Human and Social Studies 7 (3):88-97 (2018)

Ecofeminism is a term coined by Françoise D’Eubonne in her book Feminism or Death to show the affinities between ecology and feminism. Both women and nature are perceived as passive elements and like women who complain about patriarchal constraints, ecologists shed light on the impacts of human exploitation over nature which is affected by pollution. Some dimensions of ecofeminism are present in Leslie Marmon Silko’s The Yellow Woman. The postmodern novel contains a female character who forges a link with the natural surroundings and is in a direct contact with some natural elements like plants and animals. What is specific about the heroine is that she escapes her matriarchal society and goes back to nature in order to reconstruct her identity. At the end of the narrative, the female narrator leaves the natural setting and goes back to her family to replay social roles. The present article sets out to study the importance of Mother Nature for the female narrator and to examine the affinities between Earth Mother and the female protagonist. The first part will offer a theoretical background about the basic principles of ecofeminism. Then, my analysis will touch upon the aspects of ecofeminism in the novel. However, the last part will focus on the way the narrator goes beyond her matriarchal culture and reshapes female identity.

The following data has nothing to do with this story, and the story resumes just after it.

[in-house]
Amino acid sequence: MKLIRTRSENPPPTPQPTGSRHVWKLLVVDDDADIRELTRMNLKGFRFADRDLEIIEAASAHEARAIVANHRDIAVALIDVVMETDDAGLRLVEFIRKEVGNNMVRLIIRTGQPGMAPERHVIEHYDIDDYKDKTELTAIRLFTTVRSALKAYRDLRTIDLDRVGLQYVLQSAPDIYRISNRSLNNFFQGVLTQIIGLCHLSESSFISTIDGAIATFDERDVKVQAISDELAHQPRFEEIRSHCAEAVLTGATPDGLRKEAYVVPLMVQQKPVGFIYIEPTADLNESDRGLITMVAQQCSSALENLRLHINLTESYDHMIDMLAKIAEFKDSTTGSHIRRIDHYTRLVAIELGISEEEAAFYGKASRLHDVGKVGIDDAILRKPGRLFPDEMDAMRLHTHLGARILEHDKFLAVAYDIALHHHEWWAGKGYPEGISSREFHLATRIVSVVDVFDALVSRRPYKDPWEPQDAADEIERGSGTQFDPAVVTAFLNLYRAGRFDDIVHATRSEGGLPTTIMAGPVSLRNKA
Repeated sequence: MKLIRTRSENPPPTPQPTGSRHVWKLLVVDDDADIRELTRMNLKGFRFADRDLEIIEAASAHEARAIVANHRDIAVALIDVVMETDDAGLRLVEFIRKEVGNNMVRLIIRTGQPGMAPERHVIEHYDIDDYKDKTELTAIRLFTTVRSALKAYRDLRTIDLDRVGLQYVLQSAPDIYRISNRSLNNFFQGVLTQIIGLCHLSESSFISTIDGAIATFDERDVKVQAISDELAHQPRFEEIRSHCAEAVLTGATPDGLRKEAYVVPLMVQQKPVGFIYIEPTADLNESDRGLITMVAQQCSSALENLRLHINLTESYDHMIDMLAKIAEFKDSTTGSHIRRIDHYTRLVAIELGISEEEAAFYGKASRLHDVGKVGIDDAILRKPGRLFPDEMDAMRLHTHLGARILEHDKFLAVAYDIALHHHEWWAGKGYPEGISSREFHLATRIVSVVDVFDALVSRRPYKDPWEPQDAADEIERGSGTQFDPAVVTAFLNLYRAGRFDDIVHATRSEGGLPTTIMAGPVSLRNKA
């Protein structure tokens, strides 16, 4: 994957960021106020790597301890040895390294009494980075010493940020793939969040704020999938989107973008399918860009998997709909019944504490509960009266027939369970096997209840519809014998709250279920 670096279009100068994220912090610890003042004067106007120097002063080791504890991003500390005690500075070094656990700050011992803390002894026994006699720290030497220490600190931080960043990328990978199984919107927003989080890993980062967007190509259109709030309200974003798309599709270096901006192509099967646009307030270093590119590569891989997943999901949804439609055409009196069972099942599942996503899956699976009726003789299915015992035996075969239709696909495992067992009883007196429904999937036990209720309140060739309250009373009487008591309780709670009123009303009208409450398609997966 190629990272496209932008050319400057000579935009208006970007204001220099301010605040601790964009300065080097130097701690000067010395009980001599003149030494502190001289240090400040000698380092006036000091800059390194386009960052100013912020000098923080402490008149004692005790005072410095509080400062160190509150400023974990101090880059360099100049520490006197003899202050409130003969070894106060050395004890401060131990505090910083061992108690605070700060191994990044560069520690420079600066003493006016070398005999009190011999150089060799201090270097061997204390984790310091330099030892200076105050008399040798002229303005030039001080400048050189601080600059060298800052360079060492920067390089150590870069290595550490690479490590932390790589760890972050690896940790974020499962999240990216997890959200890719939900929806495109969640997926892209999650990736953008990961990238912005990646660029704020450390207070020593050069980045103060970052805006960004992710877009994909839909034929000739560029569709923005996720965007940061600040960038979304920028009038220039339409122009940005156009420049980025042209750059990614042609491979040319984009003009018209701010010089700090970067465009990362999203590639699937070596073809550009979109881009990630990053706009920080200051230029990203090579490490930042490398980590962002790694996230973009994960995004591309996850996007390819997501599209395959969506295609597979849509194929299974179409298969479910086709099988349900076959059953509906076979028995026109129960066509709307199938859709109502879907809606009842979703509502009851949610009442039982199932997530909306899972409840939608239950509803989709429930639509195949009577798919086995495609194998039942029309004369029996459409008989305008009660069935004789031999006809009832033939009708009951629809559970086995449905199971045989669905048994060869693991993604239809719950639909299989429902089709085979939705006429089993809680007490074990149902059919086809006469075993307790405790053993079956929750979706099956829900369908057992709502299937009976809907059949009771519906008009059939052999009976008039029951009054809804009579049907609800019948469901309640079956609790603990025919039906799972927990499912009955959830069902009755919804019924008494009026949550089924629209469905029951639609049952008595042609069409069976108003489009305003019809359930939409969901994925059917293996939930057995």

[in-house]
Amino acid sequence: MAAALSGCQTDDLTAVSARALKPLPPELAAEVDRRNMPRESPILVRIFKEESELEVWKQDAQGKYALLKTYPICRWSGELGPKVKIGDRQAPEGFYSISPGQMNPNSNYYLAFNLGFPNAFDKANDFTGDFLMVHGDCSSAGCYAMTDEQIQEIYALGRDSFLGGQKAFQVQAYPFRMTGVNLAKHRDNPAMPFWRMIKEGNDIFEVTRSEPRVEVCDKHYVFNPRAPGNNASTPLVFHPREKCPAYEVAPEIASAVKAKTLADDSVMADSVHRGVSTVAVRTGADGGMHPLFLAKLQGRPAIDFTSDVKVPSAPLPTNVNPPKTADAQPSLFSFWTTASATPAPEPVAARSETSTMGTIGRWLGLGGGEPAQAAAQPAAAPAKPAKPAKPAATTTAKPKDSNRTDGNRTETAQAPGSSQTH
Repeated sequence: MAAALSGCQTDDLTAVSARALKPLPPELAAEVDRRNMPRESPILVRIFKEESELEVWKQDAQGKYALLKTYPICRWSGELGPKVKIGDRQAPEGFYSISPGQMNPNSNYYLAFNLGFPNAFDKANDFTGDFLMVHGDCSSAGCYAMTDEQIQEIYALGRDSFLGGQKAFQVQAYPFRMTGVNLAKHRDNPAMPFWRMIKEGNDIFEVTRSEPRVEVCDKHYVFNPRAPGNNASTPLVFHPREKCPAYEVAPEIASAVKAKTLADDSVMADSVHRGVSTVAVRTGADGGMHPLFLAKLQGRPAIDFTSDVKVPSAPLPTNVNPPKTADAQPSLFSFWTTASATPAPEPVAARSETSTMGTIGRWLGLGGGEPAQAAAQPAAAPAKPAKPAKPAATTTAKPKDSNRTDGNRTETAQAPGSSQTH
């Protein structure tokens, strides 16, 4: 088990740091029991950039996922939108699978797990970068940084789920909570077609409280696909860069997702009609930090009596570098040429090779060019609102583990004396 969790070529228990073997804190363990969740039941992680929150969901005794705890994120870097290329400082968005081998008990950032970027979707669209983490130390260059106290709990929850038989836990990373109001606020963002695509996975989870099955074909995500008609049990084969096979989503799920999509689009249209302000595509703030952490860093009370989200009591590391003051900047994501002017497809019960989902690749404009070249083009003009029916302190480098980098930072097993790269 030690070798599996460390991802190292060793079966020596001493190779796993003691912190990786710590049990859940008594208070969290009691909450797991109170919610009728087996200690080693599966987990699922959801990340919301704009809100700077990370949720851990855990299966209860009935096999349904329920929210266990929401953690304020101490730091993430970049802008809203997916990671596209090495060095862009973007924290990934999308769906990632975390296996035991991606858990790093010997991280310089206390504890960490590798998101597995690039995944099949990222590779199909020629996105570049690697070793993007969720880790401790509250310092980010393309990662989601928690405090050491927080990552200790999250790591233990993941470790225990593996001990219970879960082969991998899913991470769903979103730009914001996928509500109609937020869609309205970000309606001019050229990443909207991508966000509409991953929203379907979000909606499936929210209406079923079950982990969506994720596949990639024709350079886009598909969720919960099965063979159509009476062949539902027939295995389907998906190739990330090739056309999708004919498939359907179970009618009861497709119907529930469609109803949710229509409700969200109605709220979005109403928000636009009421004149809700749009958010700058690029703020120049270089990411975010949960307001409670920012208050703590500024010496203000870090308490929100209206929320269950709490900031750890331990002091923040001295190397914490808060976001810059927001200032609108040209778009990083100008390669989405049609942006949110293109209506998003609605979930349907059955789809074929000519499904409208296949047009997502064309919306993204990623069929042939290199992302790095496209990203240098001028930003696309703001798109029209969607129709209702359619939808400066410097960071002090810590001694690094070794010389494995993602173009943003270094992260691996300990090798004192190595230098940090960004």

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DOI 10.2478/hssr-2018-0027
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Ecofeminism: Women, Animals, Nature.Greta Gaard (ed.) - 1993 - Temple University Press.

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